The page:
If there a group G acting on a variety V. The action is algebraic. What is the definition of algebrogeometric quotient of this action?
I hope you can give a very basic explanation.
Thanks.
If there a group G acting on a variety V. The action is algebraic. What is the definition of algebrogeometric quotient of this action? I hope you can give a very basic explanation. Thanks. 


It is certainly possible to give the definition of a quotient of a variety by an algebraic group without mentioning algebraic stacks or spaces. There are two distinctly different situations here, depending on whether the group is finite (and discrete) or a general algebraic group. In the finite case things are a lot easier. Then you could take as your definition of a quotient that on an affine scheme given as the spectrum of a ring R, the quotient is the spectrum of the ring of invariants $R^G$. (This is not a good definition, but you could.) For general schemes you can try to glue together open affines to define a quotient globally, but this will not always produce a scheme (roughly speaking, you might have to identify too many points). When the original scheme is quasiprojective, this gluing procedure will give you a scheme (folklore), and in general it will always produce an algebraic space (Deligne). In the more general case of algebraic groups one needs to be more careful and start distinguishing between different definitions of quotients, and start keeping track of whether your group is geometrically reductive or linearly reductive or neither. The quotient definition given by James Borger is called the categorical quotient. It is unfortunately not well behaved in the category of schemes. (Example: let $\mathbb{C}^\ast$ act on $\mathbb{C}^2$ by scaling. Then a categorical quotient exists in the category of schemes (!), however it is a single point.) The basic problem is that most properties that one wants from a quotient, like "the preimage of a point in X/G is a single Gorbit in X" will not hold unless one imposes extra conditions on top of the categorical one. More well behaved notions are in particular good quotient and geometric quotient, but beware that there is here a morass of different definitions of quotients which can be more or less nice (there are things called weak quotients and semigeometric quotients and probably more that I don't know, and these can be modified by adjectives like "uniform" or "universal" or "categorical", and there are nontrivial combinations of these properties like "good geometric" so these notions of quotients are not linearly ordered). There are also some differences in the literature between how these properties are defined. The point that makes finite groups so much easier is that for a finite group all these types of quotient will coincide anyway. Just as an example let me give the definition of a geometric quotient $\pi : X \to X/G$:
(Quoted from GIT) The most important work in this area is the slightly intimidating GIT (Geometric Invariant Theory) by David Mumford. The main construction of the book shows that when the group is reductive and acts linearly on a projective variety $X$, there are canonically defined open dense subsets traditionally denotes $X^s$ and $X^{ss}$ such that the $X^s$ has a geometric quotient and $X^{ss}$ has a good quotient which is projective. When X is not projective one has to work with so called Llinear actions where L is a line bundle on X. This reduces to the case X projective by taking $L = O(1)$. GIT is written like a textbook so in principle you can start reading on page one, but there are friendlier introductions out there. I like Dolgachev's Lectures on Invariant Theory.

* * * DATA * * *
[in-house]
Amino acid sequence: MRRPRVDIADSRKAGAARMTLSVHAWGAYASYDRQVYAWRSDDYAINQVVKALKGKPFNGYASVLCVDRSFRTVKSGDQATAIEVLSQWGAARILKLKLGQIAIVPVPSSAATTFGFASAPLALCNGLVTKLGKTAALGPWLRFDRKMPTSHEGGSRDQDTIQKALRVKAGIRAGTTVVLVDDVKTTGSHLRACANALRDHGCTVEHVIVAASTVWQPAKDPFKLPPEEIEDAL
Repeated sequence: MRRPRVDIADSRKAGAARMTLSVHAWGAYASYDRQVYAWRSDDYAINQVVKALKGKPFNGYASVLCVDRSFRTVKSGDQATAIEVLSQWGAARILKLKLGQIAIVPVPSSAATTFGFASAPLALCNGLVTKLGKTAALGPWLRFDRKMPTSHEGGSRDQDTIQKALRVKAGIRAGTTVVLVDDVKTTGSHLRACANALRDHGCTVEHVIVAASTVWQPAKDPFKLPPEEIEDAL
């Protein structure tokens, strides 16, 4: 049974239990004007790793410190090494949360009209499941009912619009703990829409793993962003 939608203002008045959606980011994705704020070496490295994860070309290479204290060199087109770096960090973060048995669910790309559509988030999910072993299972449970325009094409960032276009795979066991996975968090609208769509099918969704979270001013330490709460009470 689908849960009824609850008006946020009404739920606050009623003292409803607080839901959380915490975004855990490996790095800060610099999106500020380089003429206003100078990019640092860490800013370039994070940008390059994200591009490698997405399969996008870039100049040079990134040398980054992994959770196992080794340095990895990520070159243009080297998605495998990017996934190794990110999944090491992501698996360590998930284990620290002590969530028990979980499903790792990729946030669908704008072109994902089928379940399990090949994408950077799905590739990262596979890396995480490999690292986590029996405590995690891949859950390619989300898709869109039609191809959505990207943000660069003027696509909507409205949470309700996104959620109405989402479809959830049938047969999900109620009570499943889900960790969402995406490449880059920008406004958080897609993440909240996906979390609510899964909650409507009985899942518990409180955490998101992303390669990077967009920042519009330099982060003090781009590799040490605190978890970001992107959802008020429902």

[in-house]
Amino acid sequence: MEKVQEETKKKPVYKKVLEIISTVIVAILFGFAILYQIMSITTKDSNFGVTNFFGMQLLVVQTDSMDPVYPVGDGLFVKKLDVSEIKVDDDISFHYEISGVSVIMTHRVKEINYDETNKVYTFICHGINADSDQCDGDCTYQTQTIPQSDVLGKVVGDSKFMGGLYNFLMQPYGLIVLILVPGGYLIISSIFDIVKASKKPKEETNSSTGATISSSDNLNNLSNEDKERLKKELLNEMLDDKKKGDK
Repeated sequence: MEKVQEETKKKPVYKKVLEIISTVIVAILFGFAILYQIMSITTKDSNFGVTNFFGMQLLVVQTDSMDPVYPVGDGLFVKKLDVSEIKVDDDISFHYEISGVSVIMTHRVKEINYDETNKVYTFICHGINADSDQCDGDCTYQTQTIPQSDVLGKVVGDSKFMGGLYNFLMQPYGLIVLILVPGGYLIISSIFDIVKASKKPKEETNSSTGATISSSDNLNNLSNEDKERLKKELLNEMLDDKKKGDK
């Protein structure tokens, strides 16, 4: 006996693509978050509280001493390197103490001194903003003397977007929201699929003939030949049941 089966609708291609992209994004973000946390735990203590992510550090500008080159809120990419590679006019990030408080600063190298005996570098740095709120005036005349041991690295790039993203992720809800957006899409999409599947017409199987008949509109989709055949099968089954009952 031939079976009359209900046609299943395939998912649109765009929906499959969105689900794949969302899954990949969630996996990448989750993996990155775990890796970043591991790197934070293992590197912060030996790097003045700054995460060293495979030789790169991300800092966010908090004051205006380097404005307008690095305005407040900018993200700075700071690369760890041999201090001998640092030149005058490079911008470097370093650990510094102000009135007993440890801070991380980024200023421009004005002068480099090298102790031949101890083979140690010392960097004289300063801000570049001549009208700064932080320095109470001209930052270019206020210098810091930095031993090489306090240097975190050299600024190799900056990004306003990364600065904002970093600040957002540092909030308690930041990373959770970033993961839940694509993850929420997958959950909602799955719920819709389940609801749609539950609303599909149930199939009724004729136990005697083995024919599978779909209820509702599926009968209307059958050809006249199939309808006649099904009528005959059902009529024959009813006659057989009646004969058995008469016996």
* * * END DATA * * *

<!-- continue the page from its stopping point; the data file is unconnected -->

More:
The are several possible meanings. Which one it is would surely depend on the context. The straightup meaning is the one that works in any category. If $G$ acts on $X$ then a quotient is a universal object $X/G$ with a $G$equivariant map $X\to X/G$, where $X/G$ has the trivial $G$ action. Here, 'universal' means that if $Y$ is any other such object, then there is a unique map $X/G\to Y$ commuting with the two maps from $X$. Then $X/G$ is unique up to unique isomorphism. Unfortunately, if you're working in the category of schemes, such quotients sometimes don't exist. If you work in the slightly larger category of algebraic spaces (IMHO 'schemes done right'), they are more likely to exist, and there are even nice theorems (M Artin) to this effect. (There are also some notsonice theorems about scheme quotients in SGA 3.) You can also work in some big ambient topos, such as the category of sheaves of sets on the category of affine schemes, equipped with your favorite Grothendieck topology. In this big category, quotients always exist, and they have all the nice formal properties you could ask for (i.e. they are universal and effective, in the language of category theory). As Steven Landsburg points out, you can also ask for the quotient in the stacktheoretic sense. There are also various kinds of quotients that come up in geometric invariant theory, which are important if you're interested in projective algebraic geometry, but I'm embarrassed to admit that I never got to the bottom of what's going on there. Finally, there might even be a theory of quotients in Weil's foundations for algebraic geometry, which I hear that some people working in algebraic groups still use. 


You are looking for the theory of stacks. The Wikipedia article will get you started. Or see the article by Tomas, which is quite readable (if you have the right background). See especially example 2.33 in that paper.